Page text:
Southside Johnny and the Asbury Jukes grew out of the vibrant music scene that existed in New Jersey during the late sixties and early seventies around such legendary venues as ‘The Upstage Club’ and ‘The Stone Pony’. Here a collection of young musicians such as Garry Tallent, Danny Federici, David Sancious, Vine Lopez, Kevin Kavanaugh, Al Berger, John Lyon, Steve Van Zandt, oh and some guy called Bruce Springsteen would learn their chops in a myriad of short lived bands such as Dr Zoom and the Sonic Boom, The Friendly Enemies, Steel Mill, Sundance Blues Band and The Blackberry Booze Band. By the mid-seventies Lyon had taken on the stage name of Southside Johnny and this cream of New Jersey talent had splintered to form the backbone for two of the finest acts in the history of popular music, Bruce Springsteen & The E Street Band and Southside Johnny and the Asbury Jukes. One would go on to achieve global success the other to arguably become the most overlooked band in popular music history, while Van Zandt would succeed in being a major player in both outfits.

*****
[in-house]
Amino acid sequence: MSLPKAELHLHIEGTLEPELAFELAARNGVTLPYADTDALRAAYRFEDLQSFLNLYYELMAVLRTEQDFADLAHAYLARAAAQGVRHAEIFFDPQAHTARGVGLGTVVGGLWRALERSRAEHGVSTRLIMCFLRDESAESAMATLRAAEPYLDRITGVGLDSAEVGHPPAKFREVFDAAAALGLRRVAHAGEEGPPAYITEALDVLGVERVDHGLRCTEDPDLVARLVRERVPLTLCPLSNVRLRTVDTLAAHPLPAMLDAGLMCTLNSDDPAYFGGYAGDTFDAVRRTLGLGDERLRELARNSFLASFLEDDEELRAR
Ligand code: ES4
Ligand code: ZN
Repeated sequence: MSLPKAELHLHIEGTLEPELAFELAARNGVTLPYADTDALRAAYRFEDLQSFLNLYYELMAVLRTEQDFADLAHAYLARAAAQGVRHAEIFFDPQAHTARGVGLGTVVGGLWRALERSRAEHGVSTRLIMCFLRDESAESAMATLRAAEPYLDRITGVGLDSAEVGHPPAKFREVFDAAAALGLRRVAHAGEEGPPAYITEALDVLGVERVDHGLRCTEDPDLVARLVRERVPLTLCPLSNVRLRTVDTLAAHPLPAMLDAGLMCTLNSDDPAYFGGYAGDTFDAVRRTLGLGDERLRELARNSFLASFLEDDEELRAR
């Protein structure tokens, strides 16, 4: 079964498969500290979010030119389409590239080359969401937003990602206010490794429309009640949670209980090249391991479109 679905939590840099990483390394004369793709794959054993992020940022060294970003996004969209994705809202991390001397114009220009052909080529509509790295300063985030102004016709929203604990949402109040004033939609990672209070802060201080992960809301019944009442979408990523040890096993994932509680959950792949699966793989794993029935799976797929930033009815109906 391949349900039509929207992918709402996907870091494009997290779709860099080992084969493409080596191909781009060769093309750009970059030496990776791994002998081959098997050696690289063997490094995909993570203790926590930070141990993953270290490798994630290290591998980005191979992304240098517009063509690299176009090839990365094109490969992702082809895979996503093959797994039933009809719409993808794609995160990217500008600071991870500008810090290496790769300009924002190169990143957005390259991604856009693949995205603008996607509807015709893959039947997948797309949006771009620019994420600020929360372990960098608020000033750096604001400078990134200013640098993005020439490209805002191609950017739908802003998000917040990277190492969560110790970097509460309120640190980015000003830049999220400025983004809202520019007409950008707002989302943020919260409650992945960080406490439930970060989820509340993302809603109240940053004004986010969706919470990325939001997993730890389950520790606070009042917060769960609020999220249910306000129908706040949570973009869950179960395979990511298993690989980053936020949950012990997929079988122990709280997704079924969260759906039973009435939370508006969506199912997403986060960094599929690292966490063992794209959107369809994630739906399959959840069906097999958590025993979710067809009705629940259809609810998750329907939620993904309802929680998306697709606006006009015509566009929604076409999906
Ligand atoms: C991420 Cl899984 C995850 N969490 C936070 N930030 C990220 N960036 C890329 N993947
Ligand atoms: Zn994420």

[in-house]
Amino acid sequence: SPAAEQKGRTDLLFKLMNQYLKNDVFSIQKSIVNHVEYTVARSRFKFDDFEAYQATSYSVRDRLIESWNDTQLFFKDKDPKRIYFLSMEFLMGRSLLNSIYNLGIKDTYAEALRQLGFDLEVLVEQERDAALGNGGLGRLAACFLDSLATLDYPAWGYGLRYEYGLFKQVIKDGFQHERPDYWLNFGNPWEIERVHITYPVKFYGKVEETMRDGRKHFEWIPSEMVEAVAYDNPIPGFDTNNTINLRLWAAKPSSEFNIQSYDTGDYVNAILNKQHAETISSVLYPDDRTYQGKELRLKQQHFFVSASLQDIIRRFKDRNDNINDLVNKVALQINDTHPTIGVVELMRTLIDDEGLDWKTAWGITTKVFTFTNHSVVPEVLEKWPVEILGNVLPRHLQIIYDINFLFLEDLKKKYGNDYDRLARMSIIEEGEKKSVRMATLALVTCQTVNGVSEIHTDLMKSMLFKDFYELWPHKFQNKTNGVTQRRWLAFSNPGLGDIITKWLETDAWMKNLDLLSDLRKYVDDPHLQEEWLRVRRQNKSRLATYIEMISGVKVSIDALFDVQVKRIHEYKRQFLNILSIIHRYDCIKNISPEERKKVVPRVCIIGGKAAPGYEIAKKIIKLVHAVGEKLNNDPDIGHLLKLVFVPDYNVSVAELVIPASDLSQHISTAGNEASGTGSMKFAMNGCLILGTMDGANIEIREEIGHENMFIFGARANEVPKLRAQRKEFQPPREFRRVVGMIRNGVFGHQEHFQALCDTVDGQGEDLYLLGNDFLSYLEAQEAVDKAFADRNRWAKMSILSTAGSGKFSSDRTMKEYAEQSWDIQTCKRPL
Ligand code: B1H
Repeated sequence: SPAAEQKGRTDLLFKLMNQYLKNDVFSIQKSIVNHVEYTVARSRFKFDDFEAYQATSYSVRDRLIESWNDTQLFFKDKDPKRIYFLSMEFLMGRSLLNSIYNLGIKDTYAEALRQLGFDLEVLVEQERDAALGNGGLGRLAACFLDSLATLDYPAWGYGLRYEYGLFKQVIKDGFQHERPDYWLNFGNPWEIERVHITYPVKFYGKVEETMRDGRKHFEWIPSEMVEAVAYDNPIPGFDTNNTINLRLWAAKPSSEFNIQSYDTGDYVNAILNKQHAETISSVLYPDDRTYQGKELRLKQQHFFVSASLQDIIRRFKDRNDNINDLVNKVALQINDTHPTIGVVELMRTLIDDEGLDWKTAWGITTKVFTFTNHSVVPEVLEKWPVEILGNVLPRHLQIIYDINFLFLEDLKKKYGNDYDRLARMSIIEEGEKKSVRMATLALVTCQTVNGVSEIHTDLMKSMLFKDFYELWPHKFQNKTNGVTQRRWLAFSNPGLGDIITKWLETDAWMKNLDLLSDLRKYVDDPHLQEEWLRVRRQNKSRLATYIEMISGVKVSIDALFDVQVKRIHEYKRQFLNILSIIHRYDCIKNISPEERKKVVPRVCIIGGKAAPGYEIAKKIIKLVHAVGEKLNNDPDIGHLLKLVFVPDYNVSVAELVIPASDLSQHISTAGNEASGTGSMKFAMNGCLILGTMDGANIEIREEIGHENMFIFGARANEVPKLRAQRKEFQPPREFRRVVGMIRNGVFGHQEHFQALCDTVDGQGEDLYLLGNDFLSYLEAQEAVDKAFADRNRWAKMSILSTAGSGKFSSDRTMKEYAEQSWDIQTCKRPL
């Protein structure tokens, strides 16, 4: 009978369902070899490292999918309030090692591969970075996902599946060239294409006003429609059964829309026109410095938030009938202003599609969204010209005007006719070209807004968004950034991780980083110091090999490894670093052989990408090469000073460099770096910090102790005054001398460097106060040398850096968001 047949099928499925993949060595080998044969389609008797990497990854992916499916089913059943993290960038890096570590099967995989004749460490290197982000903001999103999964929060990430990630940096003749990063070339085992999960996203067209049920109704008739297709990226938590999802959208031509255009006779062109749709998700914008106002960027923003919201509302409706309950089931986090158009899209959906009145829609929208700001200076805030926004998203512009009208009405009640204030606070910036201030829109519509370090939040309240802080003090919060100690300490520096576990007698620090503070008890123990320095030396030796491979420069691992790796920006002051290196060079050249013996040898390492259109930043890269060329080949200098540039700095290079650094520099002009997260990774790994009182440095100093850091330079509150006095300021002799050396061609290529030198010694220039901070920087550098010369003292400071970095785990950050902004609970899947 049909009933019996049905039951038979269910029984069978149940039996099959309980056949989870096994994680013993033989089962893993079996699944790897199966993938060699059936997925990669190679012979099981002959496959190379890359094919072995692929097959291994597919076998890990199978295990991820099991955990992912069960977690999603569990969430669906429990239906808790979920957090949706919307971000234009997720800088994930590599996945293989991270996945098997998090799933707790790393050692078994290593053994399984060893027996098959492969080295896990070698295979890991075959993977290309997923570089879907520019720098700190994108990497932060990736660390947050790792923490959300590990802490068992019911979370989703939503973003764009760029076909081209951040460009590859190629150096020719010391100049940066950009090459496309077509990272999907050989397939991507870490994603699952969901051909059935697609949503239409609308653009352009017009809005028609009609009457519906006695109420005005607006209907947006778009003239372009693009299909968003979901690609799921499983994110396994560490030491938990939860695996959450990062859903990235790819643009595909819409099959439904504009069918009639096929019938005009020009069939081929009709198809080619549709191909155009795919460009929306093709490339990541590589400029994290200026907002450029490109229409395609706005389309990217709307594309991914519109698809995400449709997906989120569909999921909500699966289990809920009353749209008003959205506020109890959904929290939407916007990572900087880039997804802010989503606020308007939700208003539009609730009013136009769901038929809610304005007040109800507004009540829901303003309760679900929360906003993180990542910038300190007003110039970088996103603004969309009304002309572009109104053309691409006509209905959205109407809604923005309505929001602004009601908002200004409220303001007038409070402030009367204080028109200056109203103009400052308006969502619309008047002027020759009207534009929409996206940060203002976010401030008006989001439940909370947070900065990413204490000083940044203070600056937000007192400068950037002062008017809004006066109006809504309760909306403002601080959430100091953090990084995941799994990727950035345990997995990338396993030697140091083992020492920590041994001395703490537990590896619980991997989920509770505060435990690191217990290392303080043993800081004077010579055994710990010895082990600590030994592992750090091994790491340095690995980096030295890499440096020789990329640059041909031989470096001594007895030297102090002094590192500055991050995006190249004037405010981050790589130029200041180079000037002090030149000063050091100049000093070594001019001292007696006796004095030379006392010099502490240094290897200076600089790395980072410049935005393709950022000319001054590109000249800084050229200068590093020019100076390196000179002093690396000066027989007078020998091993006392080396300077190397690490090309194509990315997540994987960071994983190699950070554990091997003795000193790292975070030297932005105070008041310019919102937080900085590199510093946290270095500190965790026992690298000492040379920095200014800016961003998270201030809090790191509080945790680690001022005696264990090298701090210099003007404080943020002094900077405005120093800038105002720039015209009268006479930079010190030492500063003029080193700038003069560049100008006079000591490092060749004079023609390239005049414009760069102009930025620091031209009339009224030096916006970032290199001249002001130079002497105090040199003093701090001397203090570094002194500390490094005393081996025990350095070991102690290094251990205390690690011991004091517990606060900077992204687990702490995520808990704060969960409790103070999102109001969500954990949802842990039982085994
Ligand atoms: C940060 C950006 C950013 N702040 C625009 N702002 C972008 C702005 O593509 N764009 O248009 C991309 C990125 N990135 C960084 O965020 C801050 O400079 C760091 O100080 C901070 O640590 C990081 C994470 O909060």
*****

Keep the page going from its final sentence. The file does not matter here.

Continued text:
Released during the summer of 1976 and produced by Van Zandt with an equally young and wet behind the ears Jimmy Iovine as engineer, ‘I Don’t Want To Go Home’ was the first of a trilogy of albums the band would release during successive years, continuing with ‘This Time It’s For Real’ (1977) followed by ‘Heart Of Stone’ (1978) that critics would love and yet all three would fail to make any sizeable dent on the charts. The album comprises of ten tracks, three written by Van Zandt including the title track whilst Springsteen supplied two previously unreleased compositions, ‘The Fever’ and ‘You Mean So Much To Me’. It’s worth remembering at this point that Springsteen was banned from releasing any new material under his own name having become embroiled in a legal battle with former manager Mike Appel resulting in a three year hiatus between ‘Born To Run’ (1975) and ‘Darkness On The Edge Of Town’ (1978). This period was surely seen as a window of opportunity by Epic Records for their new signing to fill the void with the Springsteen connection being an obvious selling point, its relative failure as perplexing now as it was nearly fifty years ago.